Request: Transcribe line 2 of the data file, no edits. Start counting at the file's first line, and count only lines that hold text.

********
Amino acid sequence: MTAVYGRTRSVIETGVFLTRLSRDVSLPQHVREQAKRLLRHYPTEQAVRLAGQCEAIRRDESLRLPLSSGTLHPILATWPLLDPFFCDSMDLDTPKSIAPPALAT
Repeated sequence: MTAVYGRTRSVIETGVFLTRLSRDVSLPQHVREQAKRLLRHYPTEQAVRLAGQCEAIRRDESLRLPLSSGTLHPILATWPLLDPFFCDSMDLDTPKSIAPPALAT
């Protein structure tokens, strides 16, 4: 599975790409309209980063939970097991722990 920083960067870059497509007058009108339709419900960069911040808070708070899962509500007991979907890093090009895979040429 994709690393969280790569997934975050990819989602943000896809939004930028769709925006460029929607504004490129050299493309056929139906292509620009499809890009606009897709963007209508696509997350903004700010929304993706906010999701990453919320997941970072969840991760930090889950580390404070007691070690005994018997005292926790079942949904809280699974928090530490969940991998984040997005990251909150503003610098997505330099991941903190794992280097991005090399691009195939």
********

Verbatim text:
Repeated sequence: MTAVYGRTRSVIETGVFLTRLSRDVSLPQHVREQAKRLLRHYPTEQAVRLAGQCEAIRRDESLRLPLSSGTLHPILATWPLLDPFFCDSMDLDTPKSIAPPALAT